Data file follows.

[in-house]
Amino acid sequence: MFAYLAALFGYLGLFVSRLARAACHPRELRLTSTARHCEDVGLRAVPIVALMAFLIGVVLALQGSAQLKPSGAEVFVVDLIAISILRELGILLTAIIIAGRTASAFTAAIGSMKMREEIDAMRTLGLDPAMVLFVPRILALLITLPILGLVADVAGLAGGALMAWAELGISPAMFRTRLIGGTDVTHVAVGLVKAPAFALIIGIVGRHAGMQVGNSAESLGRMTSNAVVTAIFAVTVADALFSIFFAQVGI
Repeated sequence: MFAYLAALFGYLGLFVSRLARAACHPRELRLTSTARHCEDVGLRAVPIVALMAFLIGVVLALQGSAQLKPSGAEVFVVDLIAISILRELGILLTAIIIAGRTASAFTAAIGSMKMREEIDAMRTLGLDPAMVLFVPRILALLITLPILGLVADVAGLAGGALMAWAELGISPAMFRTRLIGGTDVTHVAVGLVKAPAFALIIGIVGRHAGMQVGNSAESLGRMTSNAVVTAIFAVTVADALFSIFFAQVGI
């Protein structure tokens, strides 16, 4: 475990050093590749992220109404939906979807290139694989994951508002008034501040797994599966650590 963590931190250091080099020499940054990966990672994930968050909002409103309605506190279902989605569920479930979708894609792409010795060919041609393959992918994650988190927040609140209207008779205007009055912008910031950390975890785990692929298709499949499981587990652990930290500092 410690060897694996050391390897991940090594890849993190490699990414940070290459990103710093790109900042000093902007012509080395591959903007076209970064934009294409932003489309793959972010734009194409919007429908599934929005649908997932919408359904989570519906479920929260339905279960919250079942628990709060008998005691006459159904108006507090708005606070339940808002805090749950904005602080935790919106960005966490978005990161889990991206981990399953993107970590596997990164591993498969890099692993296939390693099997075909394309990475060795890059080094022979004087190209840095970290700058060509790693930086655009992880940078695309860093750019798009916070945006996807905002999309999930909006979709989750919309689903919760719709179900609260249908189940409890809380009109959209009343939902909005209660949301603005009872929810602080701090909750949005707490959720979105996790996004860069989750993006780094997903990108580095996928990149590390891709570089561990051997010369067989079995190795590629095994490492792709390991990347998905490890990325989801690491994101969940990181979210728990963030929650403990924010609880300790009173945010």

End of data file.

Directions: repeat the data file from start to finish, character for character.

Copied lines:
[in-house]
Amino acid sequence: MFAYLAALFGYLGLFVSRLARAACHPRELRLTSTARHCEDVGLRAVPIVALMAFLIGVVLALQGSAQLKPSGAEVFVVDLIAISILRELGILLTAIIIAGRTASAFTAAIGSMKMREEIDAMRTLGLDPAMVLFVPRILALLITLPILGLVADVAGLAGGALMAWAELGISPAMFRTRLIGGTDVTHVAVGLVKAPAFALIIGIVGRHAGMQVGNSAESLGRMTSNAVVTAIFAVTVADALFSIFFAQVGI
Repeated sequence: MFAYLAALFGYLGLFVSRLARAACHPRELRLTSTARHCEDVGLRAVPIVALMAFLIGVVLALQGSAQLKPSGAEVFVVDLIAISILRELGILLTAIIIAGRTASAFTAAIGSMKMREEIDAMRTLGLDPAMVLFVPRILALLITLPILGLVADVAGLAGGALMAWAELGISPAMFRTRLIGGTDVTHVAVGLVKAPAFALIIGIVGRHAGMQVGNSAESLGRMTSNAVVTAIFAVTVADALFSIFFAQVGI
């Protein structure tokens, strides 16, 4: 475990050093590749992220109404939906979807290139694989994951508002008034501040797994599966650590 963590931190250091080099020499940054990966990672994930968050909002409103309605506190279902989605569920479930979708894609792409010795060919041609393959992918994650988190927040609140209207008779205007009055912008910031950390975890785990692929298709499949499981587990652990930290500092 410690060897694996050391390897991940090594890849993190490699990414940070290459990103710093790109900042000093902007012509080395591959903007076209970064934009294409932003489309793959972010734009194409919007429908599934929005649908997932919408359904989570519906479920929260339905279960919250079942628990709060008998005691006459159904108006507090708005606070339940808002805090749950904005602080935790919106960005966490978005990161889990991206981990399953993107970590596997990164591993498969890099692993296939390693099997075909394309990475060795890059080094022979004087190209840095970290700058060509790693930086655009992880940078695309860093750019798009916070945006996807905002999309999930909006979709989750919309689903919760719709179900609260249908189940409890809380009109959209009343939902909005209660949301603005009872929810602080701090909750949005707490959720979105996790996004860069989750993006780094997903990108580095996928990149590390891709570089561990051997010369067989079995190795590629095994490492792709390991990347998905490890990325989801690491994101969940990181979210728990963030929650403990924010609880300790009173945010």